Understanding acute pain in cats

By: Amanda Pacheco e Yuri Caetano

The animals' inability to verbalise pain makes the diagnostic a quite major challenge. This factor has been suggested as an important cause of analgesic undertreatment in cats and makes the species more likely to suffer pain, bringing sensory-discriminatory consequences, affective-motivational, cognitive-evaluative and also physiological.

How to recognise pain in cats?

Acute pain is the result of a traumatic, surgical, pathological or infectious experience. Pain recognition had based on physiological and behavioural factors. However, physiological changes such as respiratory and heart rate, dilation of pupil, and neuroendocrine tests, such as measurement of cortisol, glucose and beta-endorphins, are poorly correlated with acute pain for the species, since these are changes easily come from stress response, fear and anxiety caused by the environment and hospital management.

Currently, there is a consensus in veterinary medicine the most effective method for recognising and assessing pain in animals should not be based on physiological signs, but rather on behavioural changes, through facial expressions (squinted eyes, tense muzzle, head down), activity (reduced activity, loss of appetite, prostration, hiding, vocalising, excessive licking, aggression - severe pain usually shows depression) and dysphoria (struggling, restlessness and continuous movement can be signs of severe pain). Therefore, pain assessment should be considered as a “fourth vital sign” after temperature, pulse and breathing.

Can we quantify pain in cats?

Nowadays, several studies about recognising pain in cats have been published, mainly focused on building and validating species-specific scales, and also pointing out the limitations that could affect this recognition. These scales should be objective and easy to apply by professionals of all levels (veterinarians, technicians, nurses, and students). The main pain scales to apply in cats are:

  • UNESP-Botucatu Multidimensional Composite Pain Scale : It is the first validated scale for cats, reliable and focused on the sensory-discriminative and affective-motivational dimensions of pain. It is considered a highly time-consuming scale, composed of carefully described topics. The interesting thing about it is possible to watch online training videos.
Glasgow Feline Composite Measure Pain Scale (Reid et al., 2017).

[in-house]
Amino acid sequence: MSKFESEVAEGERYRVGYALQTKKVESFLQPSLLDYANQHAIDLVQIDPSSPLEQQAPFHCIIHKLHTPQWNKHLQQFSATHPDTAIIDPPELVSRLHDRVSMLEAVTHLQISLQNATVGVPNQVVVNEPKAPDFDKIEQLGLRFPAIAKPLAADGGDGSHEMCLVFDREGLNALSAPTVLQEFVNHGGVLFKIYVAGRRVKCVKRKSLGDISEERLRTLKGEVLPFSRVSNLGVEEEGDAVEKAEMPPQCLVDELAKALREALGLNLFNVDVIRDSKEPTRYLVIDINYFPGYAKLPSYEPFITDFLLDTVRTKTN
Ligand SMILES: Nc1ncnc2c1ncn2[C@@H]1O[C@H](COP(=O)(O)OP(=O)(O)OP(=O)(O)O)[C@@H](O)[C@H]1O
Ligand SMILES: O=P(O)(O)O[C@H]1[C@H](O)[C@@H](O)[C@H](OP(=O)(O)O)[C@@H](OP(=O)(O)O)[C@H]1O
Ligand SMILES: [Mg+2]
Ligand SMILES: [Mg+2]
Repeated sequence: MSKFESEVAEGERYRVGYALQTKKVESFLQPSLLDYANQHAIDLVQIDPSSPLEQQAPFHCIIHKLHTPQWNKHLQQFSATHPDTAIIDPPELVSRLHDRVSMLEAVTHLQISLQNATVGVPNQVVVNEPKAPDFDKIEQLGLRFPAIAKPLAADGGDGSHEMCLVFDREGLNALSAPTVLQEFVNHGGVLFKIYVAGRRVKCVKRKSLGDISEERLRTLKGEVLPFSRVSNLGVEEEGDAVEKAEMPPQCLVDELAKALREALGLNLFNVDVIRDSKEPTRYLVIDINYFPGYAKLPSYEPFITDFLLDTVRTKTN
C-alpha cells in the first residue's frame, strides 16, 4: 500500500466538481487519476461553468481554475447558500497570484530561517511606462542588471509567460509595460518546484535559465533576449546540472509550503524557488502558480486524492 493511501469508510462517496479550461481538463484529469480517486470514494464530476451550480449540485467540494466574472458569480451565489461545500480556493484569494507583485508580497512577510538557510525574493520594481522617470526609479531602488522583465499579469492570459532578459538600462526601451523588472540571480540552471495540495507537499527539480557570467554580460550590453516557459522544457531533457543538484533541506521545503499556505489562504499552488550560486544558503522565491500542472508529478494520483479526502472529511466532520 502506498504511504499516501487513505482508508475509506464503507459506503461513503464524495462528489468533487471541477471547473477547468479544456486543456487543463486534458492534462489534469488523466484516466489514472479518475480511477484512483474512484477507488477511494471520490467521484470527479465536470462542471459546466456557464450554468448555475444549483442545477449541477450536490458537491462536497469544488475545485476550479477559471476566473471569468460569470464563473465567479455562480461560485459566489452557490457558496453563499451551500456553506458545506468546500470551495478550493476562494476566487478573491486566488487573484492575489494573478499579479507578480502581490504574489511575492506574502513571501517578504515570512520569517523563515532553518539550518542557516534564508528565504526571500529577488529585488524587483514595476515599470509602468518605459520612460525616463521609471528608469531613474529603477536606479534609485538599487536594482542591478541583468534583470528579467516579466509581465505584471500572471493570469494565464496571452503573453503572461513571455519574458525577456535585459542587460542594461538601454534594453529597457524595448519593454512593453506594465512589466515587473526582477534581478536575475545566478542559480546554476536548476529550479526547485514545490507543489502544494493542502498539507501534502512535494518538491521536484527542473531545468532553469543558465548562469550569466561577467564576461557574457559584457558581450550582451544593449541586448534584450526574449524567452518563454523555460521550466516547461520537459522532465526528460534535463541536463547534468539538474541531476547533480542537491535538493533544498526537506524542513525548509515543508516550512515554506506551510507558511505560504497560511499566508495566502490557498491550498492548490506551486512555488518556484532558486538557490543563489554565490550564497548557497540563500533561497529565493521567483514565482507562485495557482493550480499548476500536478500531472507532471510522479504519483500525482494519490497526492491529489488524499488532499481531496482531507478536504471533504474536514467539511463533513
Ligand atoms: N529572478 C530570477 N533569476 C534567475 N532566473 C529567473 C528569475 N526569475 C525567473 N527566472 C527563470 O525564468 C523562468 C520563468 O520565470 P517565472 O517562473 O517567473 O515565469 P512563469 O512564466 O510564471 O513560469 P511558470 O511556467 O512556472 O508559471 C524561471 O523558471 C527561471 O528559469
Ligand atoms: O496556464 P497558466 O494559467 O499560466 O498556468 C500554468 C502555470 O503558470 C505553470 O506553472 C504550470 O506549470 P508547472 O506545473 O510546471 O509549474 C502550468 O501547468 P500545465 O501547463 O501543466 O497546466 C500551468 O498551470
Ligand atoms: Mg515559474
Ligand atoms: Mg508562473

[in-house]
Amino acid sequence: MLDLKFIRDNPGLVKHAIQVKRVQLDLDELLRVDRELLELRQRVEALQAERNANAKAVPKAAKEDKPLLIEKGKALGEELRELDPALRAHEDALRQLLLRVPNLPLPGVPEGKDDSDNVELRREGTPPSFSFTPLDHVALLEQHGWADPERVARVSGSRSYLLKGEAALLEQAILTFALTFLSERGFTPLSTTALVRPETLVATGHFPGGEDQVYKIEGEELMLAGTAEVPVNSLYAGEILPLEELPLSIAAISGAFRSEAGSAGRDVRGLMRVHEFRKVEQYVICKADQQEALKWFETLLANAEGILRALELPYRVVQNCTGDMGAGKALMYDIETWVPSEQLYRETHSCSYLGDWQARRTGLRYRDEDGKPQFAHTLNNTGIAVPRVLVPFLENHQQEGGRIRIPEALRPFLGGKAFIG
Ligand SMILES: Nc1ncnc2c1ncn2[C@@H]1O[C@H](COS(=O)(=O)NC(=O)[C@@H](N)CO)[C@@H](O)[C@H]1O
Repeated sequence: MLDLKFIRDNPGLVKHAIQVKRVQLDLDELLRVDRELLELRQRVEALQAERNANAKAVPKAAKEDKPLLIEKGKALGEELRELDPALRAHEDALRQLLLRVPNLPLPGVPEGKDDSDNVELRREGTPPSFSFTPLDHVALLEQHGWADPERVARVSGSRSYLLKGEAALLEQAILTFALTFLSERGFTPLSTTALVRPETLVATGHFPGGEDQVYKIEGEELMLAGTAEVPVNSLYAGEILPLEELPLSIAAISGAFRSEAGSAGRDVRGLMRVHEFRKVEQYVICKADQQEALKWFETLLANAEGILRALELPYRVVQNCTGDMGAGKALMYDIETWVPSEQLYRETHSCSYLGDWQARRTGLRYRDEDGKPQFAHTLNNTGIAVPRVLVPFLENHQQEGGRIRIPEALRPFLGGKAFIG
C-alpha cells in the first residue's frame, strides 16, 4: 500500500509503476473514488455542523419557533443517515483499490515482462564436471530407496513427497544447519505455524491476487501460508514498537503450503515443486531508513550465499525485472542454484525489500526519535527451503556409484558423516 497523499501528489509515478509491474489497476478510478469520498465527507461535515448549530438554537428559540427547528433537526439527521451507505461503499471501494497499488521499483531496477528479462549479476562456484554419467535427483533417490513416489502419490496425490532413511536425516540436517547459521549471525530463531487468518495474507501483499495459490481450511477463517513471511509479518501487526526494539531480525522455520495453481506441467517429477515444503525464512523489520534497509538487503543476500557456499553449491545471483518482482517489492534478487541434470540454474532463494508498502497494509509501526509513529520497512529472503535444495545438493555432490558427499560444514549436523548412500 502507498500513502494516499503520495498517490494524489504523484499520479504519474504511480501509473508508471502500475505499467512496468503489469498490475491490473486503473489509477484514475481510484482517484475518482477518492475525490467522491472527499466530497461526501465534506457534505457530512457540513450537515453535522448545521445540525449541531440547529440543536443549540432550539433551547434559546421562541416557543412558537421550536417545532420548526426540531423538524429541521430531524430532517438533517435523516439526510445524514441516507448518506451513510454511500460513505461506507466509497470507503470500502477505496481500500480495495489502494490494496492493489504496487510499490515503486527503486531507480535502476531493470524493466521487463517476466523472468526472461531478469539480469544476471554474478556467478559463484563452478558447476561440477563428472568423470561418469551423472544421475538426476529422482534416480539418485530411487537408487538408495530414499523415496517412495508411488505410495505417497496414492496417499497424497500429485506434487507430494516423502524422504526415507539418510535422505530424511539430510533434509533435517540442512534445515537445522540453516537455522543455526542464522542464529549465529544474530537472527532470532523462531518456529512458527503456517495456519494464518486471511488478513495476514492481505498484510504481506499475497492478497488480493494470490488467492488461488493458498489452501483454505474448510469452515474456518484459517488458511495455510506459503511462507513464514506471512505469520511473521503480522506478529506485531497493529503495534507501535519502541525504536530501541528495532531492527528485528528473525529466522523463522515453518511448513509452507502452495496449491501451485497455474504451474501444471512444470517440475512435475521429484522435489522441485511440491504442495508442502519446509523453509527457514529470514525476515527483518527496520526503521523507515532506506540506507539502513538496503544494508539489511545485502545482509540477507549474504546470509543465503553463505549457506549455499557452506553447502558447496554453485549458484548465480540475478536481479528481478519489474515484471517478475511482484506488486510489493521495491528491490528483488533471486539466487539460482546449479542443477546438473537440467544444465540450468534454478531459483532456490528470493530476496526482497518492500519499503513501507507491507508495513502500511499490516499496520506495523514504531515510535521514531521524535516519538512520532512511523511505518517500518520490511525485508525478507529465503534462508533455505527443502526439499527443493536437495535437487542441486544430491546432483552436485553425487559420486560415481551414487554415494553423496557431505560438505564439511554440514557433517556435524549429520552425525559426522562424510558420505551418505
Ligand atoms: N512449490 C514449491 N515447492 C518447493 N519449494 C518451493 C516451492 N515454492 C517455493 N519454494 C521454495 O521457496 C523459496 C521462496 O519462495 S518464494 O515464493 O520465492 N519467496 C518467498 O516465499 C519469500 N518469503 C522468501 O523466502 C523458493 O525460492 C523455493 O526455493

• Feline Grimace Scale: One of the newest pain scales for cats, it is based only on the grimace expressions. It is quite easy to apply by owners, as it is easy and intuitive. It is based on evaluating the position of the ears, whiskers, eyes, muzzles, and positioning of the head in relation to the shoulder.
Feline Grimace Scale ((Evangelista et al., 2020).
Feline Acute Pain Scale - Colorado State University

There are other scales developed for clinical use, such as the the Visual Analogue Scale, also known as VAS, composed of 10 cm straight line, with no numbers, in which the observer can score from “no pain” to "worse pain"; the Numerical Scale, which is composed similar to the VAS, but with scores from 0 to 10 regarding different behaviours and the University of Melbourne Pain Scale - UMPS.

Despite addressing different parameters, some scales, like VAS and Numerical Rating Scale, are not specific for cats and/or have no validity, reliability and responsiveness. Thus, they could not be useful on clinical conditions since misconceptions can happen and then, failed to help the correct pain management.

How important is pain recognition?

Although the pain assessment by vets is highly important, it is crucial that the owner also knows how to recognise it because they are the main person to understand the usual pet behaviour. So, cat pain management could be started as soon as possible.

Besides the scales aforementioned, we also have guidelines available by the International Veterinary Academy of Pain Management (IVAPM), which are practical and easily applied, mainly focused on the owners, so that they can recognise nontypical behaviours in their pets.

In summary, although it is a great challenge to identify acute pain in cats, we currently have several tools that make easy this task, both for vets and owners. Furthermore, pain must be recognised and treated as soon as possible, and maybe specific for each individual, looking for a maximum effectiveness result for each situation.

Further reading
– Brondani JT et al. Validation of the English version of the UNESP-Botucatu multidimensional composite pain scale for assessing postoperative pain in cats. BMC Vet Res, 9:43, 2013.
– Epstein M et al. AAHA/AAFP pain management guidelines for dogs and cats. Am Ani Hosp Assoc, 51:67-84, 2015. 
– Evangelista MC et al. Clinical applicability of the Feline Grimace Scale: real-time versus image scoring and the influence of sedation and surgery. Peer J, 8:e8967, 2020.
– Evangelista MC et al. Facial expressions of pain in cats: the development and validation of a Feline Grimace Scale. Scientific Reports, 9:19128, 2019.
– Glasgow Feline Composite Measure Pain Scale, 2015.
– Hellyer PW et al. Colorado State University Veterinary Medical Center Feline Acute Pain Scale, Colorado State University, 2006.
– Luna SPL, Brondani JT. UNESP – Botucatu Multidimensional Composite Pain Scale, Animal Pain, 2012.
– Mathews K et al, Guidelines for recognition, assessment and treatment of pain, J Small Ani Pract, 2014, 59p.
– Reid J et al. Definitive Glasgow acute pain scale for cats: validation and intervention level. Vet Rec, 18:449, 2017.
– Ryan S et al. Diretrizes para o Bem-Estar Animal da WSAVA (World Small Animal Veterinary Association), 2018, 86p.
– Steagall PV, Monteiro BP, Acute pain in cats: Recent advances in clinical assessment. J Fel Med Sur, 21:1:25-34, 2019.

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